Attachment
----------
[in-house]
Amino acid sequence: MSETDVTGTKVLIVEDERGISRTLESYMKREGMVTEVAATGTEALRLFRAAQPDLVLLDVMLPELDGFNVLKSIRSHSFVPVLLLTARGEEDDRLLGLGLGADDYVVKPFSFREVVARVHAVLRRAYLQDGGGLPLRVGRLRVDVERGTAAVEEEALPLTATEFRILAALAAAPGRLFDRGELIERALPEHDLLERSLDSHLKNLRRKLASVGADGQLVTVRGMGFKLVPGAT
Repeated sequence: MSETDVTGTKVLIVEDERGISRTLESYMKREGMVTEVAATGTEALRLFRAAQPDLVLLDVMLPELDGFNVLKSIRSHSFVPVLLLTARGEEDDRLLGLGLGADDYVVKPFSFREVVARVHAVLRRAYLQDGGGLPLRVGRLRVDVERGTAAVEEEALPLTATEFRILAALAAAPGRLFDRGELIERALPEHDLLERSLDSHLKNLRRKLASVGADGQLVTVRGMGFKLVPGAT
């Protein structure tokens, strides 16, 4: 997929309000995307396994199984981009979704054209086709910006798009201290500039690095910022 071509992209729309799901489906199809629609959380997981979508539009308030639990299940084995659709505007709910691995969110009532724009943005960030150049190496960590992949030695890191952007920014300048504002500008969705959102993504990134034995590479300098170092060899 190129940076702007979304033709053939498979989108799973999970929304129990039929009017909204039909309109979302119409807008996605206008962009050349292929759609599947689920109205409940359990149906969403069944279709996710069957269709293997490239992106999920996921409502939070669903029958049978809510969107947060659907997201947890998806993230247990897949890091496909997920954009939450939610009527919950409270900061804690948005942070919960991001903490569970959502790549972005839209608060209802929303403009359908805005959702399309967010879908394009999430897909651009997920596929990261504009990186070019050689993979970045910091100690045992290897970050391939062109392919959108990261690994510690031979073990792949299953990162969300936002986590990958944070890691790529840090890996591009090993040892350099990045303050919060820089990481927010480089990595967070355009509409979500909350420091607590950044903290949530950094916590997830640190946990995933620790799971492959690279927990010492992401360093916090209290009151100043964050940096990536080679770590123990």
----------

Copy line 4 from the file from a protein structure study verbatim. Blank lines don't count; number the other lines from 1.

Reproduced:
């Protein structure tokens, strides 16, 4: 997929309000995307396994199984981009979704054209086709910006798009201290500039690095910022 071509992209729309799901489906199809629609959380997981979508539009308030639990299940084995659709505007709910691995969110009532724009943005960030150049190496960590992949030695890191952007920014300048504002500008969705959102993504990134034995590479300098170092060899 190129940076702007979304033709053939498979989108799973999970929304129990039929009017909204039909309109979302119409807008996605206008962009050349292929759609599947689920109205409940359990149906969403069944279709996710069957269709293997490239992106999920996921409502939070669903029958049978809510969107947060659907997201947890998806993230247990897949890091496909997920954009939450939610009527919950409270900061804690948005942070919960991001903490569970959502790549972005839209608060209802929303403009359908805005959702399309967010879908394009999430897909651009997920596929990261504009990186070019050689993979970045910091100690045992290897970050391939062109392919959108990261690994510690031979073990792949299953990162969300936002986590990958944070890691790529840090890996591009090993040892350099990045303050919060820089990481927010480089990595967070355009509409979500909350420091607590950044903290949530950094916590997830640190946990995933620790799971492959690279927990010492992401360093916090209290009151100043964050940096990536080679770590123990």